After many rumours and rumblings about what it is and when it’ll be released, the Humane AI pin is finally available to order. As the first wearable built specifically to harness AI, the Humane AI pin has been the hot topic of conversation and now it’s been officially released to the public, the start-up has unveiled what it is and how it works… but I’m not completely sold and still have a mountain of questions.
Humane is a start-up company founded by former Apple executives who worked on some of the best iPhones. For several years now, Humane has been working on an AI-based wearable device that allows users to carry a digital assistant with them on the go.
Stepping away from current wearable technology like the best smartwatches, the Humane AI pin has been dubbed as a screen-free smartphone alternative and wearable device. While the public were given sneak peeks of the device when it debuted at Paris Fashion Week, the company has been pretty secretive about what it does and how it works… until now.
On the Humane website, there’s a 10-minute film where co-founder Imran Chaudhri explains everything about the Humane AI pin. As stated by Chaudhri, the Humane AI pin is a “standalone device and software platform built for AI.” It’s made up of two pieces – a computer and battery booster – and sits on your clothes so it’s ready to engage with you at any time.
The Humane AI pin has its own connectivity built-in and uses its own Humane network with T-Mobile. It runs on a Snapdragon chipset for super quick response time, and doesn’t require an app but rather gives you an AI experience on the device and in the cloud. Unlike virtual assistants like Alexa, the Humane AI pin doesn’t use wake up words, so it’s not always listening or recording you. Instead, the Humane AI pin doesn’t do anything until you engage with it via touch, voice, gesture or laser ink display.
Other clever features include a RGB camera, motion sensors, impressive speakers, and health and nutrition tracking. The Humane AI pin also uses a beacon to alert you to messages and the virtual assistant is more conversational. It also has an indicator trust light that lets you know when it’s active for better data security and protection.
After watching the video, I was both impressed and confused by the Humane AI pin. The laser ink display is arguably the coolest part of the device as it projects notifications onto the palm of your hand. To change what you’re listening to, you tilt your palm, click your fingers and clench your fists, which really reminded me of Iron Man! I absolutely hate downloading apps for things so I liked how the Humane AI pin doesn’t come with an app, and the design is sleek and compact.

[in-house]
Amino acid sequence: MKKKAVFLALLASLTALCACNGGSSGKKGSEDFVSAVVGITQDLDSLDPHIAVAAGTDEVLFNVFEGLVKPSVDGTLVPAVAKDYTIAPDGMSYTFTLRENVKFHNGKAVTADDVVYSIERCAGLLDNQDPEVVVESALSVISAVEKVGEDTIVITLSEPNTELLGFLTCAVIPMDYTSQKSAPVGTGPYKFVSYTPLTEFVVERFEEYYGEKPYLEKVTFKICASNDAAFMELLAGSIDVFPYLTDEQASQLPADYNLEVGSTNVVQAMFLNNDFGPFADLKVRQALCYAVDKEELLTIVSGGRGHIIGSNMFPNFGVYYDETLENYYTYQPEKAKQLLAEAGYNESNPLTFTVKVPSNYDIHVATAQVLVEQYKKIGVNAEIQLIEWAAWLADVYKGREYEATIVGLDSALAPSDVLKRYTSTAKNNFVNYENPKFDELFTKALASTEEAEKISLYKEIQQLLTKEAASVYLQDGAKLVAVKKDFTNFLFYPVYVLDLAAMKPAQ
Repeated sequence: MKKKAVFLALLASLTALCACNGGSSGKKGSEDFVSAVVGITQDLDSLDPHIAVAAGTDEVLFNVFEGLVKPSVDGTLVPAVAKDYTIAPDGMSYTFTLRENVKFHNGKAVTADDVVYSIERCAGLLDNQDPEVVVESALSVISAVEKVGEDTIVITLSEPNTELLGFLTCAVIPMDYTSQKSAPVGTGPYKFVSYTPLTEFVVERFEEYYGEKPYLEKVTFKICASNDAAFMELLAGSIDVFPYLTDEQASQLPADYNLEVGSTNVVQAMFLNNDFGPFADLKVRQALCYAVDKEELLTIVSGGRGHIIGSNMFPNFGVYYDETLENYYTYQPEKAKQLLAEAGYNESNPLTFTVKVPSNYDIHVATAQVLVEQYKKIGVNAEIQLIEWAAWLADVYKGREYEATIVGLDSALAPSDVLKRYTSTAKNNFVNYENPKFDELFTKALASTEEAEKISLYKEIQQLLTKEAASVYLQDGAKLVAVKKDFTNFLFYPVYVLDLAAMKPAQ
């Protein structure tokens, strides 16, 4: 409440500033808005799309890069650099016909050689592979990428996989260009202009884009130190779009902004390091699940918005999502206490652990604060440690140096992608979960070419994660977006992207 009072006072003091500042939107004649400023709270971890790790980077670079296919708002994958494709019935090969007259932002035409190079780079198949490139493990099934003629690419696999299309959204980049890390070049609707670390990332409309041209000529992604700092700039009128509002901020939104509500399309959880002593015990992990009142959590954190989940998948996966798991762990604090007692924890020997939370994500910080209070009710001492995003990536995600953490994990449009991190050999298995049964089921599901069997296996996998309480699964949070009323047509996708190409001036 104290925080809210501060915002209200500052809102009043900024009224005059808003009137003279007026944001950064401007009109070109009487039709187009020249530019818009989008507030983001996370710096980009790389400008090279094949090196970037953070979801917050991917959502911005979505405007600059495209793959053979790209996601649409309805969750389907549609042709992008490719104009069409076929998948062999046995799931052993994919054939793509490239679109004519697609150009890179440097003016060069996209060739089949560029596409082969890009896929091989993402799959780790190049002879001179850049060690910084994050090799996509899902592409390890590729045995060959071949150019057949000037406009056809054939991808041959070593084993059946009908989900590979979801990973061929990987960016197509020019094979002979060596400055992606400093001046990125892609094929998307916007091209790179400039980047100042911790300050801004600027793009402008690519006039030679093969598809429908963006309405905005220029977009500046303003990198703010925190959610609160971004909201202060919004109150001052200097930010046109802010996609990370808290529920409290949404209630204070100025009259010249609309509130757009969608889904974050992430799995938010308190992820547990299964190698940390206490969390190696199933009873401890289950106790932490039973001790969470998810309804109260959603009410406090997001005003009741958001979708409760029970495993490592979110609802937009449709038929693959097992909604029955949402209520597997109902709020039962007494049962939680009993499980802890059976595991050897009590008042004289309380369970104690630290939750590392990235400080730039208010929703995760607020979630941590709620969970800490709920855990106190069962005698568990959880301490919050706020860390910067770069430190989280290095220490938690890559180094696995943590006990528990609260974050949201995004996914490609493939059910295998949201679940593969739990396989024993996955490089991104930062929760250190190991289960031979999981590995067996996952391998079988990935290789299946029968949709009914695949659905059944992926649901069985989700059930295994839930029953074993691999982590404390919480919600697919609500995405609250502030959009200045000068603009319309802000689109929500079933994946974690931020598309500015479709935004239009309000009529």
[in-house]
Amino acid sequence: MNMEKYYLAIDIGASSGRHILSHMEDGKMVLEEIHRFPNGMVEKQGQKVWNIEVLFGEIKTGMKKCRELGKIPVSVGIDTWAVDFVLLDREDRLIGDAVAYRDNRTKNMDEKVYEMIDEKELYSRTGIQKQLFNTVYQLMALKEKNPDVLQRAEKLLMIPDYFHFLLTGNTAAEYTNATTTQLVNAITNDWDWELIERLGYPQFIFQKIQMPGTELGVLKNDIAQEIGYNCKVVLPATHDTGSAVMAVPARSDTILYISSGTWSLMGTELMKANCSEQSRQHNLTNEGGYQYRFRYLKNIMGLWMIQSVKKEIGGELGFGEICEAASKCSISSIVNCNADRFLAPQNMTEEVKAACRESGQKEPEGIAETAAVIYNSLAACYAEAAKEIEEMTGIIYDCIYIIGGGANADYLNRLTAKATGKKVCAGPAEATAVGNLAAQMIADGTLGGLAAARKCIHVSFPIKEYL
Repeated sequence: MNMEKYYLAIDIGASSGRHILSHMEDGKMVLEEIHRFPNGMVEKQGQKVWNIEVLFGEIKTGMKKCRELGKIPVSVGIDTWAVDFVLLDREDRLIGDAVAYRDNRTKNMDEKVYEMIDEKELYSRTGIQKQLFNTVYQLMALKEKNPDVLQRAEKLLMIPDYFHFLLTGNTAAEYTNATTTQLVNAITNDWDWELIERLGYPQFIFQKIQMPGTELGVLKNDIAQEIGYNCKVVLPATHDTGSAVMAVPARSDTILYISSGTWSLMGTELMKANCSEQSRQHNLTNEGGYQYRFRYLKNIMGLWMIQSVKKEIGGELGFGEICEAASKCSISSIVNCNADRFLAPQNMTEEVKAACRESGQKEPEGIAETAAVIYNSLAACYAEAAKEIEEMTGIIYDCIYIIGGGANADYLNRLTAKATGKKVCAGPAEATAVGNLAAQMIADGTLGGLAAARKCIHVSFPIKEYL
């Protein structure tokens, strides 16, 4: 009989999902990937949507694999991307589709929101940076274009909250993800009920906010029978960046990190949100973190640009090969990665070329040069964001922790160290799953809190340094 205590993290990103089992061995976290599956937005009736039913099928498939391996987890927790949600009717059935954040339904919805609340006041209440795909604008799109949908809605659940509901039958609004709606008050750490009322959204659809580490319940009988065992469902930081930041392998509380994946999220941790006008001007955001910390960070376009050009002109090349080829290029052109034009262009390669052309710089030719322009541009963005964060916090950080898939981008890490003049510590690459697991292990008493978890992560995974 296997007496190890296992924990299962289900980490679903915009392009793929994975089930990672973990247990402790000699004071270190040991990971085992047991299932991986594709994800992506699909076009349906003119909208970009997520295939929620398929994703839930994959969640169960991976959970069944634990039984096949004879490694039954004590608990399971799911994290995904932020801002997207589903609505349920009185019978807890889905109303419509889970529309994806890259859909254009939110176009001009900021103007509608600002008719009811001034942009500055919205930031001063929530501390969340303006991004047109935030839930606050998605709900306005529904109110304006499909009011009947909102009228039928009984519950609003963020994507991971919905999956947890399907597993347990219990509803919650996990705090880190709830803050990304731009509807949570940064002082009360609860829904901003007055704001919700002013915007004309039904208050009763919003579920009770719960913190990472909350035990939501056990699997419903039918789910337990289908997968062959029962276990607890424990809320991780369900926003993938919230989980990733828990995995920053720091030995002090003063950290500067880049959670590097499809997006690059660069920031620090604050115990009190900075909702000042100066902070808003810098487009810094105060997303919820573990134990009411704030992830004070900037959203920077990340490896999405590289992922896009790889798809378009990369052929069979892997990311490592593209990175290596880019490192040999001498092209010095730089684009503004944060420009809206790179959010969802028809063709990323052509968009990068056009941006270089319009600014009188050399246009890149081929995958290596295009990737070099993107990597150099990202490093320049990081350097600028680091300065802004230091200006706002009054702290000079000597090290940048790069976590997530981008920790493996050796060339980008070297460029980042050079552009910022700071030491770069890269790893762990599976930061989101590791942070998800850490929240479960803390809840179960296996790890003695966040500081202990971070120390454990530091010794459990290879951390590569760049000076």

Having said that, I’m not completely sold on the Humane AI pin. As many outlets are calling it a screenless smartphone alternative, it’s made me realise how much I value having a screen. To me, it seems like a strange mix of a smartphone and smart speaker which almost makes me wonder why people would want it, particularly when the majority of the population already have these items.
Another thing that stumped me was the video didn’t completely explain how to set it up. The video showed that you can use the Humane AI pin to buy things so how do you put your card details on it? The brand also says the Humane AI pin has its own phone number which just adds to my confusion. While it’s not as expensive as a new iPhone, the Humane AI pin isn’t cheap either. It starts at $699 and has a $24 monthly subscription which unlocks its many features.
The Humane AI pin is available in three colourways and designed to fashionably sit on your clothes, but this doesn’t feel very versatile to me. The joy of smart rings and smartwatches is that they sit on your finger or wrist and can be worn all the time but I don’t get the same feeling about the Humane AI pin.
Overall, parts of the Humane AI pin are really clever, but as it’s being called a smartphone alternative, I don’t see how it’s that different from phones and smart home devices… and I’m not sure how many people will willingly give up their phone for it. Instead, I think it’s better described as a virtual assistant which I think will get more people on board with it.
But, maybe I’m just a bit of a dinosaur and don’t understand AI? Who knows?! Regardless, I’m looking forward to seeing more people use the Humane AI pin to see how it makes everyday life easier and more streamlined… but I don’t think I’ll be using it anytime soon.